E.L. Doctorow's sprawling 1975 novel Ragtime, focusing on fictional families and famous personages in America near the turn of the 20th century, became a Broadway musical in 1998. It garnered Tony awards that year for Best Book, Best Score, and Best Featured Actress (Audra McDonald). A touring company of Ragtime - The Musical recently visited St. Louis' Peabody Opera House for a two-night engagement.
Adapted for the stage by Terrence McNally (Book), Stephen Flaherty (Music), and Lynn Ahrens (Lyrics), the potent mix of fictional characters and real historical people, and powerful songs, can make for a stirring experience, although in this particular production, the result was a little less stirring than it might have been.
Three family story lines set the stage in New York City from 1906 to 1914: ragtime pianist Coalhouse Walker Jr. (Chris Sams) and Sarah (Leslie Jackson), two Black residents of Harlem; Father (Troy Bruchwalski), Mother (Kate Turner, excellent voice), Mother's Younger Brother (Donald Coggin), and son Edgar (Colin Myers), a well-off family from New Rochelle; Tateh (Matthew Curiano) and his daughter (Cara Myers), Latvian immigrants coming to find a better life in America. The meeting and mixing of these disparate story lines, combined with actual historical figures such as vaudeville performers Harry Houdini (Mark Alpert) and Evelyn Nesbit (Jillian Van Niel), carmaker Henry Ford (John Anker Bow), educator Booker T. Washington (Jeffrey Johnson II), industrialist J.P. Morgan (Todd Berkich), and anarchist Emma Goldman (Sandy Zwier), flesh out the two-and-a-half-hour production. Issues that lend gravitas to the story are the rise of women's rights, racial conflict, the plight of immigrants, and the rise of the American movie industry.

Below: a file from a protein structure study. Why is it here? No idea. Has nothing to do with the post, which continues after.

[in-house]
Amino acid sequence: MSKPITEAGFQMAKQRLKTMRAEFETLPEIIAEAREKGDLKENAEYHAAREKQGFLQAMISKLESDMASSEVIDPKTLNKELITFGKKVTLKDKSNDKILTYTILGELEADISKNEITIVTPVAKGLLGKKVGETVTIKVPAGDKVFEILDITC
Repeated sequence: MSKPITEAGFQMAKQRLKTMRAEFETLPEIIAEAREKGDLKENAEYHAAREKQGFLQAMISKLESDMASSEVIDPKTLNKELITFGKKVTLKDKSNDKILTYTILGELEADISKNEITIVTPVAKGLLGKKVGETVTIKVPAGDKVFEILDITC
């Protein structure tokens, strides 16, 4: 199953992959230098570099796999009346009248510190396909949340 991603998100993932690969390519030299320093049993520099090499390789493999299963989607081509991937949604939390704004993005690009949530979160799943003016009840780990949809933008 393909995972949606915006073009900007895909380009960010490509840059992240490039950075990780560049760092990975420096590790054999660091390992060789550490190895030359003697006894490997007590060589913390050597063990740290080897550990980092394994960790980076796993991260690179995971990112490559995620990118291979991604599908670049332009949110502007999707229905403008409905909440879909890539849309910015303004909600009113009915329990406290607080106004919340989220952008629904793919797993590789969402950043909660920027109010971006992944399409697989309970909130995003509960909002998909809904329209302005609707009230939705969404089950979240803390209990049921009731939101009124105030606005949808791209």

In general, Ragtime - The Musical was well done. Director Marcia Milgrom Dodge kept things moving, pace-wise and choreography-wise. The costumes were colorful and the lighting suited the various moods well. However, minor issues kept the production from hitting it out of the ballpark (apt because one of the numbers involves Baseball!). The set is minimalist, with simple projections on the background cyc curtain to establish place, but the two-piece set of stairs, moved into various configurations, became tiresome to see after a while. The sound board operator was late on a number of microphone cues, causing lost dialog and lyrics. One character's physical gyrations at times made an already difficult-to-understand accent even more difficult to understand. And it's a good thing I knew all the lyrics going in because the words of several musical numbers, whether because of the sound system, or the actors' failure to enunciate, were difficult to discern. That's a shame because it's a great score.
Minor points, perhaps, but even minor points do add up. Nonetheless, I felt fortunate to have seen Ragtime live once again.